Long intertwined crystalline tusks sprout from the mouths of these creatures. The bodies of the Brothers of Chaugnar-Faugn are human-like, although mottled and stained. These creatures dwell within caves in the Pyrenees mountains of Spain. Notes: Like their sire, the Brothers of Chaugnar-Faugn appear at first to be statues, totally motionless until driven to gorge upon blood

or attacked. Once active, they are not nearly as powerful as their master, although they do possess some of Chaugnar-Faugn's psychic attacking capabilities - these Brothers of the Great Old One can cause a

victim to experience horrible nightmares about themselves and their sire,

and may entice their victims to come to them, where the monstrosities brutally murder and feed upon the hapless human (see Summons of the Sleeper, below). Characteristics Average STR 4D6+30 44 CON 3D6x5 52-53 SIZ 4D6+10 24 INT 3D6+6 16-17 POW 5D6 17-18 DEX 3D6+6 16-17 Hit Points 38-39 Move 20 Weapon Attk% Damage Grapple 50% holds immobile for bite Bite auto 1D6 CON drain

    Note: In combat these creatures attempt to grasp victims and then hold them tightly as the Brother's weird trunk mauls the face of the victim, draining him of blood. This blood drain costs the victim 1D6 CON

each round; these points can not be recovered. A Brother can not attack others while it is holding and draining a victim. A successful STR vs. STR confrontation by several people against the trunk could release the unfortunate captive. Armor: None, however only magic or enchanted weapons may harm a Brother of Chaugnar-Faugn. Spells: All Brothers of Chaugnar-Faugn know at least 1D10 spells, in addition to Summons of the Sleeper, below. SAN: 1D4/1D10 when animated - 0/1D6 when in "statue" form. Summons of the Sleeper: This ability is utilized by the Brothers of Chaugnar-Faugn to attract victims. To use it requires the expenditure of

Long intertwined crystal5 magic points; success occurs only if the victim fails a POW vs. POW resistance roll. If the Summons works, the victim suffers terrible dreams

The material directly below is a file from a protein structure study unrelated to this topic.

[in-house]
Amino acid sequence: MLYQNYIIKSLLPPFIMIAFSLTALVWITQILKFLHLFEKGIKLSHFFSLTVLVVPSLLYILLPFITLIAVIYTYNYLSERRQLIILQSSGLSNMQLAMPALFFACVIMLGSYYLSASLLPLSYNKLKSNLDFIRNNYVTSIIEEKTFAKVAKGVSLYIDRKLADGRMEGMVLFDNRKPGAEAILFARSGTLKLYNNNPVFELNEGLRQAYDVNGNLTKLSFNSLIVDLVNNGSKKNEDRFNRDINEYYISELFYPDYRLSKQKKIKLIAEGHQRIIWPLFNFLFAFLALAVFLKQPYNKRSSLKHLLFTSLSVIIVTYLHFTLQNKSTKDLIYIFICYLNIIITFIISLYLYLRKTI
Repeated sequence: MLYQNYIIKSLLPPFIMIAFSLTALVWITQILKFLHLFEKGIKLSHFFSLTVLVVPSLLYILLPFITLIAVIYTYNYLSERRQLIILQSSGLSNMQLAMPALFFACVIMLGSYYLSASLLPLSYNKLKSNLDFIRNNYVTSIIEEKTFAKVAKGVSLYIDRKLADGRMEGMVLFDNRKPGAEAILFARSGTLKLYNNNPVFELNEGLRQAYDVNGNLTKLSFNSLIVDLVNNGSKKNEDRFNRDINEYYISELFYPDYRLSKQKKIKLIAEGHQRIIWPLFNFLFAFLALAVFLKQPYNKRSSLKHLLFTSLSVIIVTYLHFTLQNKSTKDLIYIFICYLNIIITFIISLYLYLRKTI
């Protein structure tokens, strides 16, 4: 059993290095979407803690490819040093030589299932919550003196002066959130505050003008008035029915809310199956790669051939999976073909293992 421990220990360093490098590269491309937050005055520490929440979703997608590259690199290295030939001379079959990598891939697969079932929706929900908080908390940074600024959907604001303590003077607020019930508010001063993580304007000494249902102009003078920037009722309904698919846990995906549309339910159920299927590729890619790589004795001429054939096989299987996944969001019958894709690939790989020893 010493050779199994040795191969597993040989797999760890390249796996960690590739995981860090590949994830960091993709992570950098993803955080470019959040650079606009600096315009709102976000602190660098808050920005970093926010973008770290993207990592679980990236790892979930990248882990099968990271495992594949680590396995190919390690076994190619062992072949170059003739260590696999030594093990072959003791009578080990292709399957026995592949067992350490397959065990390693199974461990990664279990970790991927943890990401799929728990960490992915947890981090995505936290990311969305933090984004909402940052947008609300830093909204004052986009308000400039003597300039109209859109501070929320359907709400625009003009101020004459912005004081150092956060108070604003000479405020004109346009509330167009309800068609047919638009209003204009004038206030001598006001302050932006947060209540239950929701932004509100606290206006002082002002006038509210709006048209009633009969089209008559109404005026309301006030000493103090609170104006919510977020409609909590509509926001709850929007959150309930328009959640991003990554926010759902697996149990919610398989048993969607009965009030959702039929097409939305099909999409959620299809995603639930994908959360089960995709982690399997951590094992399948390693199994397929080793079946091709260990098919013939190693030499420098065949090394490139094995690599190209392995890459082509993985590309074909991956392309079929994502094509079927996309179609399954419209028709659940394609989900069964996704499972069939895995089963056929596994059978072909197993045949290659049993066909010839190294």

about Chaugnar-Faugn and its brothers; each night that the dreams occur,

the victim loses 1D3/1D6 SAN and will attempt to travel to wherever the Brother is. The hapless victim will not know the location or distance, but will always know the direction and will make every effort to travel towards the call of the creature. Each day of travel allows the victim an

additional POW resistance roll to break free of the terrible summons. If at any point the victim succeeds in one of the resistance rolls, the casting Brother may not try to Summon the same victim again for a number of days equal to the victim's POW. This dream-pull may be used only on those who have had some contact with Chaugnar-Faugn or one of his "Brothers". Children of Yog-Sothoth (Greater Servitor Race) There are actually two types of this being: "Monstrous" and "Human". Each is listed in a separate entry. Monstrous Children Description: "Bigger'n a barn... all made o' squirmin' ropes... hull thing sort o' shaped like a hen's egg bigger'n anything, with dozen's o'

legs like hogsheads that half shut up when they step... nothin' solid about it - all like jelly, an' made o' sep'rit wrigglin' ropes pushed clost together... great bulgin' eyes all over it... ten or twenty maouth

or trunks a-stickin' aout all along the sides, big as stovepipes, an' all

a-tossin' an' opening' an' shuttin'... all grey, with kinder blue or purple rings... an' Gawd in heaven - that haff face on top!" (H.P. Lovecraft, "The Dunwich Horror") Notes: The Monstrous Children of Yog-Sothoth are formed when the Outer God somehow mates with a human, creating a hybrid creature. Because